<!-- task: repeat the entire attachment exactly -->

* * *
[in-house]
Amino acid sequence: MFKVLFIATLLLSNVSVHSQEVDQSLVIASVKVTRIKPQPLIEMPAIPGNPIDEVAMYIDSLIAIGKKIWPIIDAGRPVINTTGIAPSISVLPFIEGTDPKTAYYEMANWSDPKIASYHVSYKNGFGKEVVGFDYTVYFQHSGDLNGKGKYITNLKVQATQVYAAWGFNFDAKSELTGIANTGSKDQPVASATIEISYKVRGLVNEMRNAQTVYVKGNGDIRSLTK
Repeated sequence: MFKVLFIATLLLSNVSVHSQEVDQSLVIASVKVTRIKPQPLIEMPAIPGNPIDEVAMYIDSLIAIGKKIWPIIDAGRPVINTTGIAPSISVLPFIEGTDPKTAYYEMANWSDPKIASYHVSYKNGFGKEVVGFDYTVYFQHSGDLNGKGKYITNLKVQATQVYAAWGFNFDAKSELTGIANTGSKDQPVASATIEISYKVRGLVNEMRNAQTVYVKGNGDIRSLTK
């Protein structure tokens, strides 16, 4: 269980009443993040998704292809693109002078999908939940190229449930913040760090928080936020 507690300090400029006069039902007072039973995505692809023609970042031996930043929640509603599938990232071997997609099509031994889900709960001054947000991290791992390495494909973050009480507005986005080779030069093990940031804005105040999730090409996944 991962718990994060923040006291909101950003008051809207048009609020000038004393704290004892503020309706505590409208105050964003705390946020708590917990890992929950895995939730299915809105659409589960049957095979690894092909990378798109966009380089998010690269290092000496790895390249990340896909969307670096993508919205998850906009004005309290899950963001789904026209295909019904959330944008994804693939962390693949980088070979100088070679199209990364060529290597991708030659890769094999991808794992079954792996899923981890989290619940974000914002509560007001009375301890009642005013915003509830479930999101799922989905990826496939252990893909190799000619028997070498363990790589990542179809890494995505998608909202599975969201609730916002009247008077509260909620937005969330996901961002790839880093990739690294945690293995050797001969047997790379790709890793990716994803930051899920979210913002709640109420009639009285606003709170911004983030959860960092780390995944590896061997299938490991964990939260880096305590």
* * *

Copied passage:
[in-house]
Amino acid sequence: MFKVLFIATLLLSNVSVHSQEVDQSLVIASVKVTRIKPQPLIEMPAIPGNPIDEVAMYIDSLIAIGKKIWPIIDAGRPVINTTGIAPSISVLPFIEGTDPKTAYYEMANWSDPKIASYHVSYKNGFGKEVVGFDYTVYFQHSGDLNGKGKYITNLKVQATQVYAAWGFNFDAKSELTGIANTGSKDQPVASATIEISYKVRGLVNEMRNAQTVYVKGNGDIRSLTK
Repeated sequence: MFKVLFIATLLLSNVSVHSQEVDQSLVIASVKVTRIKPQPLIEMPAIPGNPIDEVAMYIDSLIAIGKKIWPIIDAGRPVINTTGIAPSISVLPFIEGTDPKTAYYEMANWSDPKIASYHVSYKNGFGKEVVGFDYTVYFQHSGDLNGKGKYITNLKVQATQVYAAWGFNFDAKSELTGIANTGSKDQPVASATIEISYKVRGLVNEMRNAQTVYVKGNGDIRSLTK
């Protein structure tokens, strides 16, 4: 269980009443993040998704292809693109002078999908939940190229449930913040760090928080936020 507690300090400029006069039902007072039973995505692809023609970042031996930043929640509603599938990232071997997609099509031994889900709960001054947000991290791992390495494909973050009480507005986005080779030069093990940031804005105040999730090409996944 991962718990994060923040006291909101950003008051809207048009609020000038004393704290004892503020309706505590409208105050964003705390946020708590917990890992929950895995939730299915809105659409589960049957095979690894092909990378798109966009380089998010690269290092000496790895390249990340896909969307670096993508919205998850906009004005309290899950963001789904026209295909019904959330944008994804693939962390693949980088070979100088070679199209990364060529290597991708030659890769094999991808794992079954792996899923981890989290619940974000914002509560007001009375301890009642005013915003509830479930999101799922989905990826496939252990893909190799000619028997070498363990790589990542179809890494995505998608909202599975969201609730916002009247008077509260909620937005969330996901961002790839880093990739690294945690293995050797001969047997790379790709890793990716994803930051899920979210913002709640109420009639009285606003709170911004983030959860960092780390995944590896061997299938490991964990939260880096305590």